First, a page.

Age Isn’t a Predictor for Success

Clement Coulston and Kaitlyn Smith are members of the Special Olympics Project UNIFY National Youth Activation Committee.  They were recently asked to co-author one of the 11 Practice Briefs, focusing on School Climate and Inclusion.  

Clem and kaitlyn

Often times when society thinks of “valuable contributors” to issues, discussions and insights, the first image that appears in their mind is one of a well-educated and experienced adult; very rarely is that intuition one of a young person. Youth are constantly told and often led to believe that they are “the leaders of tomorrow,” but what about today? Youth are the ones in the schools, collaborating with educators, and hold the power to make a change.

The magic of Special Olympics Project UNIFY® is the belief in young people to identify challenges in schools, co-create solutions, implement these strategies and reflect on its impact.  Young people of all abilities have valuable insights and can contribute innovative ideas, but we must re-orientate our expectations of how their talent can be best utilized.

The National School Climate Center (NSCC) has worked with youth leaders, like us, from Project UNIFY and has seen our potential.  With our extensive experience and interest in areas concerning School Climate and Inclusion, the NSCC asked us to author a Practice Brief encompassing our experiences, thereby providing strategies and practices that students, educators and the whole school community can further advance.

Below are some of our favorite excerpts from this 4-page Practice Brief. We encourage you to take a deeper look – the brief can be found in conjunction with other briefs on equity and shared leadership here: http://bit.ly/YcXFnr

Inclusion is a set of best practices and shared values that meaningfully support the diversity that each person brings to the school.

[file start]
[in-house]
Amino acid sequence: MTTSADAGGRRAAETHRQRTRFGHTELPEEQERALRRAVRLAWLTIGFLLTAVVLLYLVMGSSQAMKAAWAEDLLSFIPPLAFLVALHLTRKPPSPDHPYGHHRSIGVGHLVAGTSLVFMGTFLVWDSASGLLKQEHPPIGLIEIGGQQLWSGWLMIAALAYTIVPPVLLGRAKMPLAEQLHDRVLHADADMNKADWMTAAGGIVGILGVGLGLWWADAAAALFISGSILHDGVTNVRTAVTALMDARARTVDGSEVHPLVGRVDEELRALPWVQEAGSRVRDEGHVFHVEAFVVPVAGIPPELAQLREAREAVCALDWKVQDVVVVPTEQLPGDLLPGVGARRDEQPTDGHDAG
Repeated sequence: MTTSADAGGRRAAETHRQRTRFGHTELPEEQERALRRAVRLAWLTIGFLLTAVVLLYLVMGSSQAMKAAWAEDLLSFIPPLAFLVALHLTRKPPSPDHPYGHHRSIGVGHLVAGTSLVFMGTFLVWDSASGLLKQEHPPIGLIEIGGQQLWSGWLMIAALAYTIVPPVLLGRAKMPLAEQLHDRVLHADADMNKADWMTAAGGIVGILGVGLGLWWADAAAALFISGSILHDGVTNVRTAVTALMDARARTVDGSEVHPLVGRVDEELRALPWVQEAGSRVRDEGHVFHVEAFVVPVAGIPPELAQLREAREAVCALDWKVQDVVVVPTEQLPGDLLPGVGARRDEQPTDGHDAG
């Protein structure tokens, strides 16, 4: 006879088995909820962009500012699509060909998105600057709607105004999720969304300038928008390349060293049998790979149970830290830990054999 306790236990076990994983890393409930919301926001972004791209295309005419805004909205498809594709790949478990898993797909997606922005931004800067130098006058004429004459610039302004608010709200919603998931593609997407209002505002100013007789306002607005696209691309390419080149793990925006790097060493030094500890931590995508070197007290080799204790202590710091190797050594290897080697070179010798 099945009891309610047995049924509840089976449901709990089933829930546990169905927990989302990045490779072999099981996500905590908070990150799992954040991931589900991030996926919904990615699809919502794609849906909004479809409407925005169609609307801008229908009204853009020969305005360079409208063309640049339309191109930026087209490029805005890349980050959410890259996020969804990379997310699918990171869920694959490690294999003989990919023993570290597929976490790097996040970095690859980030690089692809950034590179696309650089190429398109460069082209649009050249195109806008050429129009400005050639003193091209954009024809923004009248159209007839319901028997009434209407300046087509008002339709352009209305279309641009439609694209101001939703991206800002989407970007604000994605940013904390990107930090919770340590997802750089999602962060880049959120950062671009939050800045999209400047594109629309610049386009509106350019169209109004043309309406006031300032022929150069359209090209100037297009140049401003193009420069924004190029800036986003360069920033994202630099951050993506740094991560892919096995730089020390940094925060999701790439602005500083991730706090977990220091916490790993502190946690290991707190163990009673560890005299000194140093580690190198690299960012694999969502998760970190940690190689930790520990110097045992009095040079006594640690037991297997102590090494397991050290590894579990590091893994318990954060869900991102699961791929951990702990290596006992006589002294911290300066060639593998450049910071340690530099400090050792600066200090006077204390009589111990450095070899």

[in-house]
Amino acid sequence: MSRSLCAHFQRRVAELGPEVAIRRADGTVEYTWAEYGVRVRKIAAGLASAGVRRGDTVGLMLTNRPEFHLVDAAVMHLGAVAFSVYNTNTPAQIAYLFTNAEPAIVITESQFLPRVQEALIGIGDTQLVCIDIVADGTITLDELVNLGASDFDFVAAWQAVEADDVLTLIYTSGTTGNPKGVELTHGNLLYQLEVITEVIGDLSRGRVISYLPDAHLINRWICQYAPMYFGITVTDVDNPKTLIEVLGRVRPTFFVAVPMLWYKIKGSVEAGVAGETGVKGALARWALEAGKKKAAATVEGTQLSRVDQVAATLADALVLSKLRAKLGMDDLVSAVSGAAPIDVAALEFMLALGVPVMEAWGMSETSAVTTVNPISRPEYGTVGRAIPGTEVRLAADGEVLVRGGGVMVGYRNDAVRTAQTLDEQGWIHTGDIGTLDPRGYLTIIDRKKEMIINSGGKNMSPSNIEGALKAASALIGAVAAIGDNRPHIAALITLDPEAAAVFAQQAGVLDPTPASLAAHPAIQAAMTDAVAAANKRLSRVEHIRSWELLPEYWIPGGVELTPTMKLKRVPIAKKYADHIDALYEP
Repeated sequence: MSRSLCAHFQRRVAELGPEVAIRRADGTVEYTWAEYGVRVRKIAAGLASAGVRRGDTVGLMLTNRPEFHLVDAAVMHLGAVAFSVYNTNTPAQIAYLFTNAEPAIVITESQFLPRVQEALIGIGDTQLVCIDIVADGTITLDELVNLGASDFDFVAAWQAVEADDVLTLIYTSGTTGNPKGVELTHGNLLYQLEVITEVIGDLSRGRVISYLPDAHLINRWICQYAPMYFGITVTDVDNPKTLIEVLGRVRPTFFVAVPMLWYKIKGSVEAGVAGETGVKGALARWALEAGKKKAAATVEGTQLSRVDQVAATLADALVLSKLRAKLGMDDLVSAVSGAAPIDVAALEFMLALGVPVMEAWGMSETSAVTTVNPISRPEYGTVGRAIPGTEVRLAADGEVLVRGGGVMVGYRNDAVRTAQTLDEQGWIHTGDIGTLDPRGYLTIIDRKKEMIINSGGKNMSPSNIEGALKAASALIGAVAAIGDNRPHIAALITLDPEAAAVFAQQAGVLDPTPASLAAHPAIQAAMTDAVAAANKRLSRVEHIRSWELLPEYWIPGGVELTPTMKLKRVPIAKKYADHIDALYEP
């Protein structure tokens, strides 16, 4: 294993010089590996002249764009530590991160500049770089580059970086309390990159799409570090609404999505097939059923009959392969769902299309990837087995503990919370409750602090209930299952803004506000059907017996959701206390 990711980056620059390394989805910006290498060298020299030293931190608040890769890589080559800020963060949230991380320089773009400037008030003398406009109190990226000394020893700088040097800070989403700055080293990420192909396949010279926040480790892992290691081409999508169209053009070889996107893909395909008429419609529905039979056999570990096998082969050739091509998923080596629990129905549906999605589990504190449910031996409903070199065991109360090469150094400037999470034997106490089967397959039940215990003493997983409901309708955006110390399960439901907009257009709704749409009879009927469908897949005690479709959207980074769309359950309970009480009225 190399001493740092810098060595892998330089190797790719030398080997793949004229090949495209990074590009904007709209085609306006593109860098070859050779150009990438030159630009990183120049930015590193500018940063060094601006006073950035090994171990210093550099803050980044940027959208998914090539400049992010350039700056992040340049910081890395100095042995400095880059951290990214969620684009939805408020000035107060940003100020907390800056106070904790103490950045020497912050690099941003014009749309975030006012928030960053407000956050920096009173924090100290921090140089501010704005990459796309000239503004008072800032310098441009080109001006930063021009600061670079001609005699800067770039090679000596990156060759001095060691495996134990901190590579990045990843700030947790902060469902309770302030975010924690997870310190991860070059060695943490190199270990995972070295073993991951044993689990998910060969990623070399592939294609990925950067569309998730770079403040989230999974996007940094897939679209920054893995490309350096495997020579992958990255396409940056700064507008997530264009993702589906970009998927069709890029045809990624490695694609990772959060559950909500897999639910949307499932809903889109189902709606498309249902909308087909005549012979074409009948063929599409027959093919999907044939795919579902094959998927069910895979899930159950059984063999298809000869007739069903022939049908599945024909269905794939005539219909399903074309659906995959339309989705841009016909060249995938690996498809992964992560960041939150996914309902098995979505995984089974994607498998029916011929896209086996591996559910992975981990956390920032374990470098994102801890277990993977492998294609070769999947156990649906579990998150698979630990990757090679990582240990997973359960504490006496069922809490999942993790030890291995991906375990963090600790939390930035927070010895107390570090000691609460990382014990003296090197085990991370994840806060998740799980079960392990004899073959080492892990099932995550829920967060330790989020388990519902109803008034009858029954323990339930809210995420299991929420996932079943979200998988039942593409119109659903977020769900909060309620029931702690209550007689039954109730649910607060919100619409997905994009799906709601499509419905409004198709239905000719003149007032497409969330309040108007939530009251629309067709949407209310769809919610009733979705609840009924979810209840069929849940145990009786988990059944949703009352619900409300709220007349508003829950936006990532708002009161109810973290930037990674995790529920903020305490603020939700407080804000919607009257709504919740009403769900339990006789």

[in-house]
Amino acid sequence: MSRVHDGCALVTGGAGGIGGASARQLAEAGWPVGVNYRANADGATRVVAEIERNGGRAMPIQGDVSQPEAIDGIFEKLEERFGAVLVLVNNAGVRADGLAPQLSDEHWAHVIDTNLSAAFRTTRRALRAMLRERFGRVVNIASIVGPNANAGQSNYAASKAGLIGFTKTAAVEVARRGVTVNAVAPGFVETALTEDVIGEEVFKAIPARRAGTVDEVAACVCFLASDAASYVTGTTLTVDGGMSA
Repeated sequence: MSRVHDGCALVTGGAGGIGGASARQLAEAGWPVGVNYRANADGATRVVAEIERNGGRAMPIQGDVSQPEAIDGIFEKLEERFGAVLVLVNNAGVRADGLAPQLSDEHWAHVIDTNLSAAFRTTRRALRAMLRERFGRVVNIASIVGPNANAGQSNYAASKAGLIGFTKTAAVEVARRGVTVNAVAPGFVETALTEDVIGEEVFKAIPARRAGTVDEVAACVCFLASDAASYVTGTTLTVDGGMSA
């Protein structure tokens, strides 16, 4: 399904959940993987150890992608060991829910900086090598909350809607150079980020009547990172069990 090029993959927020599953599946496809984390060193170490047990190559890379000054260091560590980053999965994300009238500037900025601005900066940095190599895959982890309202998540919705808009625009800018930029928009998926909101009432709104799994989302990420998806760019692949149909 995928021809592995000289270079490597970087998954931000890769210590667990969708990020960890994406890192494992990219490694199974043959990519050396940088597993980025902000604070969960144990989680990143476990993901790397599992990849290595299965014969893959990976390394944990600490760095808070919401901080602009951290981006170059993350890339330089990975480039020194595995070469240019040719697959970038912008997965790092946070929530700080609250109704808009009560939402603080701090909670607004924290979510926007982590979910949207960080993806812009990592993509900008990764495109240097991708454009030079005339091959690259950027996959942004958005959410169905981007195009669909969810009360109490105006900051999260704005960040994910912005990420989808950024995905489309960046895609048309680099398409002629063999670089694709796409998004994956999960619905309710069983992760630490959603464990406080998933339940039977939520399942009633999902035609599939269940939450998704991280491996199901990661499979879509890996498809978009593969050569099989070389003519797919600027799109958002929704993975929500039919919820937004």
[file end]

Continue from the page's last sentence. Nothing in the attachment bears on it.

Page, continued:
Students are the ones who have the power to alter the school climate in either a negative or positive way, based upon their perception of what a school climate should feel like. Students hold the power to make it either socially acceptable or unacceptable to unite with their fellow classmates who have differences.

At the center of Inclusion is the notion that diversity is an ever-growing phenomenon that evokes a need for the community to cultivate global citizenship in today’s students.

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2013 Special Olympics Global Development Summit – The Youth Voice

Gallery

This gallery contains 5 photos.

Clement Coulston and Rachel Ward, Global Youth Facilitators for the 2013 Special Olympics Global Youth Activation Summit participated in the inaugural Global Development Summit, which gathered 300 world leaders from areas of government, business, education, economic and social development, media … Continue reading

Strengths-Based Social Inclusion

Written by Jerry Holy, Project UNIFY Coordinator; Sarah Wright, Senior Manager, Education Program Development; and Terry Pickeral, Senior Educational Consultant.

My personal strengths development helped me understand what I can do and what I am capable of. In my position of Coordinator, I have certain areas of Administration Operations, Resource Management and Communications that I work in. In each of these three areas, each of my five strengths are actively involved, helping me reach a higher and inclusive level among my colleagues. I have learned that each of my strengths has given me a new perspective on my abilities within the Project UNIFY Team. This perspective has shown me that I am capable of anything within the Project UNIFY Team.  It has also shown me that there are many opportunities within the Project UNIFY Team available to me. Those opportunities have allowed me to me a valuable team member in as well as outside of my organization. Jerry Holy